Open Banking outages criticised

Businesses and consumers are losing out because UK banks are failing to prioritise fixing Open Banking outages, with 62 per cent of banks recording a fall in Open Banking availability to customers over the last quarter.

Peer-to-peer business lender Growth Street reviewed publicly-available data which the Open Banking Implementation Entity published on its API downtime monitoring tool.

In the first quarter, Open Banking was only available 83 per cent of the time, down from an average of 95 per cent in the previous quarter - amounting to 5,000 hours of total downtime.

When the service is down, business and consumer users can’t access some features, including viewing borrowing options from other lenders.

HSBC was found to have the worst access time, dropping from 98 per cent availability in the fourth quarter of 2018 to 20 per cent in the first quarter of 2019, due to a series of long-running intermittent outages.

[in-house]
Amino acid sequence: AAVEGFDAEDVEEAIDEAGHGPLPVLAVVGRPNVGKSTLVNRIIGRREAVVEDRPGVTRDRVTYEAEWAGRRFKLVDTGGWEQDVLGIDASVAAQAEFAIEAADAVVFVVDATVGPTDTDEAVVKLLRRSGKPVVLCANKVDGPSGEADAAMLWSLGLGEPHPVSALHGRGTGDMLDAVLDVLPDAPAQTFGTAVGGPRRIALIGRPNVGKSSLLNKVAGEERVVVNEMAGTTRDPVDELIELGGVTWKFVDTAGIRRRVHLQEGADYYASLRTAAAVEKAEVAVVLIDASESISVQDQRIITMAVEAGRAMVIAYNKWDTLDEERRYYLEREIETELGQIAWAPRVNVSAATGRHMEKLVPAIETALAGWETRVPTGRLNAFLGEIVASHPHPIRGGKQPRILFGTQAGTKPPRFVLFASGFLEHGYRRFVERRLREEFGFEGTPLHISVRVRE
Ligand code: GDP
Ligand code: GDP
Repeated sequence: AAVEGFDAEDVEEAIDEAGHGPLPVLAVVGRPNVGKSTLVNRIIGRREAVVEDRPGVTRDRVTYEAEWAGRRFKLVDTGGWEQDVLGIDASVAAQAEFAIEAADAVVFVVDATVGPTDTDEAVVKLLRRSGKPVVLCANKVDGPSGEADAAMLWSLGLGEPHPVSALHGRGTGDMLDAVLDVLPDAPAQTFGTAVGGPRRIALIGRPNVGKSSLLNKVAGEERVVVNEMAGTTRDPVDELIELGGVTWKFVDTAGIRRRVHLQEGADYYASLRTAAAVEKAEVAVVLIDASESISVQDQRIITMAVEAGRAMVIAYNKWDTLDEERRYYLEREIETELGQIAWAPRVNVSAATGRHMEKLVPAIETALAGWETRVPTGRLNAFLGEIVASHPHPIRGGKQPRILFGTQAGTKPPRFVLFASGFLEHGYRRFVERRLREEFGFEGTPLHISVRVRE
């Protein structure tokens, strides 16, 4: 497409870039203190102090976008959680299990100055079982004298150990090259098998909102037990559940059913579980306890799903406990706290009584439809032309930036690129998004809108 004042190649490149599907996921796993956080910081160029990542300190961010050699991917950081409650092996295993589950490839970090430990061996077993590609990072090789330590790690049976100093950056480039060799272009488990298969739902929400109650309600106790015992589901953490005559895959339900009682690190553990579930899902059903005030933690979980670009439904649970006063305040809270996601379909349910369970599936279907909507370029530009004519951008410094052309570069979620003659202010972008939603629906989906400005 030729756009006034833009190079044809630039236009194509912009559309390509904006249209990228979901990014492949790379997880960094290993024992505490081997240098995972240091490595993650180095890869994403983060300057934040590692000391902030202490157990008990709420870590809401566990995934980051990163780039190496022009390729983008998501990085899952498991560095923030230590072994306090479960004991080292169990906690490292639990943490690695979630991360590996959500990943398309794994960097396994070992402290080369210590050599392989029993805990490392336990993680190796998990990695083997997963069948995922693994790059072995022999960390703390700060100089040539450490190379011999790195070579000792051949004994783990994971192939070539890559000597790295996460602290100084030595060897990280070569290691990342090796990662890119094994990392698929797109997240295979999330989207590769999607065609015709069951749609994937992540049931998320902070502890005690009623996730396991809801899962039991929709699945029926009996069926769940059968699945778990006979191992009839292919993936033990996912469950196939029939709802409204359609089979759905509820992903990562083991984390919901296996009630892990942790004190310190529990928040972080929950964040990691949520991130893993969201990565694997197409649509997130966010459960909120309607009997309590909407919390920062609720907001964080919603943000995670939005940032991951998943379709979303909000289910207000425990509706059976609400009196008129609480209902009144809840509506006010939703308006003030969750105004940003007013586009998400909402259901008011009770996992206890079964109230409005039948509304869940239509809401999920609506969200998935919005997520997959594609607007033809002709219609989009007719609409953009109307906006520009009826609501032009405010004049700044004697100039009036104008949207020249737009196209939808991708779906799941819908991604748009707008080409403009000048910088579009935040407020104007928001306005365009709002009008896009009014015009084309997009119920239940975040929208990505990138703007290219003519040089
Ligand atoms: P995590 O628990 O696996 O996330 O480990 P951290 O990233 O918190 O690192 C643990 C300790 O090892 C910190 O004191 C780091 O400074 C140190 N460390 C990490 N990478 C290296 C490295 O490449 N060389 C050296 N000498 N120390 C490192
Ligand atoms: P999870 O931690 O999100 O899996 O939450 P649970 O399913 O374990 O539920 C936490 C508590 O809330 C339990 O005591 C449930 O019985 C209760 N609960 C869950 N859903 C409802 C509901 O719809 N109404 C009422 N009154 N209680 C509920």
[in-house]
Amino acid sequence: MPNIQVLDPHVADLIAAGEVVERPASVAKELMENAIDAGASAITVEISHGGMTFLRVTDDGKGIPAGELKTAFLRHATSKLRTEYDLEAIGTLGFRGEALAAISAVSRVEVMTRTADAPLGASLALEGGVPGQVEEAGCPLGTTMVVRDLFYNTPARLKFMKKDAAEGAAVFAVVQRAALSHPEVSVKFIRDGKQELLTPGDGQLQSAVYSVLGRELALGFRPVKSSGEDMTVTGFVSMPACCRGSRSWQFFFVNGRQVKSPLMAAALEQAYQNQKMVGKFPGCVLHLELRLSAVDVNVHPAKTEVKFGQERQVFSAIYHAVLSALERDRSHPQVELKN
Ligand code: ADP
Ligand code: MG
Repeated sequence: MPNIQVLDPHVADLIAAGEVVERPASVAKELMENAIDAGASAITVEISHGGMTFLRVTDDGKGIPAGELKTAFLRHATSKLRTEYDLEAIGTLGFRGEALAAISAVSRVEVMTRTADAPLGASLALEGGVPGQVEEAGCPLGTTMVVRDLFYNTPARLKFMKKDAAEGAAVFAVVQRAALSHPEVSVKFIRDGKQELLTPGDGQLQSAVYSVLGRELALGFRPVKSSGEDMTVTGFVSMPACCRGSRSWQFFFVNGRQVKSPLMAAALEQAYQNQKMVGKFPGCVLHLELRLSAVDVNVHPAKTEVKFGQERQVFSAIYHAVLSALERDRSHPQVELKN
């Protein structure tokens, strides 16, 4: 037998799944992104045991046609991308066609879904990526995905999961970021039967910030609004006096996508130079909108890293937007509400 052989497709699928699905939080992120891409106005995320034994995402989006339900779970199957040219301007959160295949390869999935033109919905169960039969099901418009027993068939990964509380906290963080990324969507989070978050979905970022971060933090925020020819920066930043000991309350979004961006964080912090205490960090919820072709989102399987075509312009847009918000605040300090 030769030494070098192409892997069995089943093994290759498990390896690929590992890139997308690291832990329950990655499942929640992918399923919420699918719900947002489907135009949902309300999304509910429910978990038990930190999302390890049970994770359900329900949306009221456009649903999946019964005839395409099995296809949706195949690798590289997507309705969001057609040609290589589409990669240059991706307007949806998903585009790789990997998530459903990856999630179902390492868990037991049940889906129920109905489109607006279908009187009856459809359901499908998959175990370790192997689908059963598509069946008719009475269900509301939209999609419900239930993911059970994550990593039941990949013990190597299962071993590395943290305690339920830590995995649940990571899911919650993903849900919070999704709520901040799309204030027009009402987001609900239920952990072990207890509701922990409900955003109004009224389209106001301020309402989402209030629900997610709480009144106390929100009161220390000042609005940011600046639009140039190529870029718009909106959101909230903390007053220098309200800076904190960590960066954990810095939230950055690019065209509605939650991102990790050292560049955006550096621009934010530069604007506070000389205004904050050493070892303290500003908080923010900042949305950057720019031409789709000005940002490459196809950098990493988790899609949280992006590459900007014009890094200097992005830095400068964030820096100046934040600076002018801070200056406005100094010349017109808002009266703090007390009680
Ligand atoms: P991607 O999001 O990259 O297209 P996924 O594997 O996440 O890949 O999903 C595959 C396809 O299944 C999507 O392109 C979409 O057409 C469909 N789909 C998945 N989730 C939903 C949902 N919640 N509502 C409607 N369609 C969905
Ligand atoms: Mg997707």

Meanwhile, Nationwide saw the greatest improvement, raising availability from 78 per cent to 96 per cent over the same period. Allied Irish Bank was top with 99 per cent availability in the first quarter of the year.

The data shows that banks appear not to be prioritising fixing these outages, as the average ‘service downtime’ took six weeks to fix.

Growth Street chief executive Greg Carter commented: “Over a year since the launch of Open Banking, banks are still failing to give customers a decent level of service.

“In the context of the Banking Remedies Fund awards - which should be going to those fuelling competition and collaboration in business banking - these figures show that the high street banks are still reluctant to show their customers the full breadth of finance options available," he continued, adding: “Banks talk a good game on Open Banking, but the raw data shows a very different picture."

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